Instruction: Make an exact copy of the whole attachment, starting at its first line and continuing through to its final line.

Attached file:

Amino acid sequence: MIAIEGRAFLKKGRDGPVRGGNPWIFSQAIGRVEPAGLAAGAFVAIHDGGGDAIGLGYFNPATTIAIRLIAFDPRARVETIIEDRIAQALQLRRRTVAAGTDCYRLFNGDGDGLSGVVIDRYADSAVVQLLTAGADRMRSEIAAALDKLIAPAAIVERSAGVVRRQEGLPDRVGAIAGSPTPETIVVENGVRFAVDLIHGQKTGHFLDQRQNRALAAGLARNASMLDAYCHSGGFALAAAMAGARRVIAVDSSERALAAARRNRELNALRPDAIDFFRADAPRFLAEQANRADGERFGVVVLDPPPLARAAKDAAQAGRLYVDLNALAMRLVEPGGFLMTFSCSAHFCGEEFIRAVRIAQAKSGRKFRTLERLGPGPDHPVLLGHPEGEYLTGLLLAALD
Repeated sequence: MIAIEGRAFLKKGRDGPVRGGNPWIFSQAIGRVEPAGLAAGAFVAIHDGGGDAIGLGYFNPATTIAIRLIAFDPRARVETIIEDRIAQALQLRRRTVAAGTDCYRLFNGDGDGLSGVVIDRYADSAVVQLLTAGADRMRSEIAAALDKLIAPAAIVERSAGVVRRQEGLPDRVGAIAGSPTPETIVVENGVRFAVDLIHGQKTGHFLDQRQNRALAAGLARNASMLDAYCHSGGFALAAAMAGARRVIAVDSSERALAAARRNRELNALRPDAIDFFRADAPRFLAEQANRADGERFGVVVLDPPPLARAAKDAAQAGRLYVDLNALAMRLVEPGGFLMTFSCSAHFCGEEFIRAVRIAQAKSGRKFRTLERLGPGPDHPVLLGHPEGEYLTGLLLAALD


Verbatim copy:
Amino acid sequence: MIAIEGRAFLKKGRDGPVRGGNPWIFSQAIGRVEPAGLAAGAFVAIHDGGGDAIGLGYFNPATTIAIRLIAFDPRARVETIIEDRIAQALQLRRRTVAAGTDCYRLFNGDGDGLSGVVIDRYADSAVVQLLTAGADRMRSEIAAALDKLIAPAAIVERSAGVVRRQEGLPDRVGAIAGSPTPETIVVENGVRFAVDLIHGQKTGHFLDQRQNRALAAGLARNASMLDAYCHSGGFALAAAMAGARRVIAVDSSERALAAARRNRELNALRPDAIDFFRADAPRFLAEQANRADGERFGVVVLDPPPLARAAKDAAQAGRLYVDLNALAMRLVEPGGFLMTFSCSAHFCGEEFIRAVRIAQAKSGRKFRTLERLGPGPDHPVLLGHPEGEYLTGLLLAALD
Repeated sequence: MIAIEGRAFLKKGRDGPVRGGNPWIFSQAIGRVEPAGLAAGAFVAIHDGGGDAIGLGYFNPATTIAIRLIAFDPRARVETIIEDRIAQALQLRRRTVAAGTDCYRLFNGDGDGLSGVVIDRYADSAVVQLLTAGADRMRSEIAAALDKLIAPAAIVERSAGVVRRQEGLPDRVGAIAGSPTPETIVVENGVRFAVDLIHGQKTGHFLDQRQNRALAAGLARNASMLDAYCHSGGFALAAAMAGARRVIAVDSSERALAAARRNRELNALRPDAIDFFRADAPRFLAEQANRADGERFGVVVLDPPPLARAAKDAAQAGRLYVDLNALAMRLVEPGGFLMTFSCSAHFCGEEFIRAVRIAQAKSGRKFRTLERLGPGPDHPVLLGHPEGEYLTGLLLAALD